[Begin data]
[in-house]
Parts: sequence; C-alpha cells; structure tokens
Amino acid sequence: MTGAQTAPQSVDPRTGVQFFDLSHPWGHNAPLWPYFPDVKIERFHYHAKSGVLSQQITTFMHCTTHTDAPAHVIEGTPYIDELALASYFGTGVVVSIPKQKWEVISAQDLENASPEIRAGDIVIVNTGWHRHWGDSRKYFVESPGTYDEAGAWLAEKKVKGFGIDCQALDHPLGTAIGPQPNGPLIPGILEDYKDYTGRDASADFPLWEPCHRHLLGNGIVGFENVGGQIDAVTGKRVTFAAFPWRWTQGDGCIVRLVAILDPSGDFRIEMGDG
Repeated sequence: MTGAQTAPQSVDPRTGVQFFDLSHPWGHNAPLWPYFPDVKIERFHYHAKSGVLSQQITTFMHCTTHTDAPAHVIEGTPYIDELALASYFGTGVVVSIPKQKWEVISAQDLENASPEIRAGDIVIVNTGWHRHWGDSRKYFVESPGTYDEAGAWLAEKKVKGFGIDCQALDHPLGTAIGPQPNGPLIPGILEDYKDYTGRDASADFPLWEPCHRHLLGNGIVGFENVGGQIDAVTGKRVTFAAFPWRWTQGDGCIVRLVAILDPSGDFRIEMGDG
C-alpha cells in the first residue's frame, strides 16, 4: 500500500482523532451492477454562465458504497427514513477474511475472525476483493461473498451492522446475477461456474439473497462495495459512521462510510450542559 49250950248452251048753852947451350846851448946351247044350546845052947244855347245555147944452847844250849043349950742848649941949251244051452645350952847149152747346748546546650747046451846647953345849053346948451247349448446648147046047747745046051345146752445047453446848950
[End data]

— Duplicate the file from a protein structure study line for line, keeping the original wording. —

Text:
[in-house]
Parts: sequence; C-alpha cells; structure tokens
Amino acid sequence: MTGAQTAPQSVDPRTGVQFFDLSHPWGHNAPLWPYFPDVKIERFHYHAKSGVLSQQITTFMHCTTHTDAPAHVIEGTPYIDELALASYFGTGVVVSIPKQKWEVISAQDLENASPEIRAGDIVIVNTGWHRHWGDSRKYFVESPGTYDEAGAWLAEKKVKGFGIDCQALDHPLGTAIGPQPNGPLIPGILEDYKDYTGRDASADFPLWEPCHRHLLGNGIVGFENVGGQIDAVTGKRVTFAAFPWRWTQGDGCIVRLVAILDPSGDFRIEMGDG
Repeated sequence: MTGAQTAPQSVDPRTGVQFFDLSHPWGHNAPLWPYFPDVKIERFHYHAKSGVLSQQITTFMHCTTHTDAPAHVIEGTPYIDELALASYFGTGVVVSIPKQKWEVISAQDLENASPEIRAGDIVIVNTGWHRHWGDSRKYFVESPGTYDEAGAWLAEKKVKGFGIDCQALDHPLGTAIGPQPNGPLIPGILEDYKDYTGRDASADFPLWEPCHRHLLGNGIVGFENVGGQIDAVTGKRVTFAAFPWRWTQGDGCIVRLVAILDPSGDFRIEMGDG
C-alpha cells in the first residue's frame, strides 16, 4: 500500500482523532451492477454562465458504497427514513477474511475472525476483493461473498451492522446475477461456474439473497462495495459512521462510510450542559 49250950248452251048753852947451350846851448946351247044350546845052947244855347245555147944452847844250849043349950742848649941949251244051452645350952847149152747346748546546650747046451846647953345849053346948451247349448446648147046047747745046051345146752445047453446848950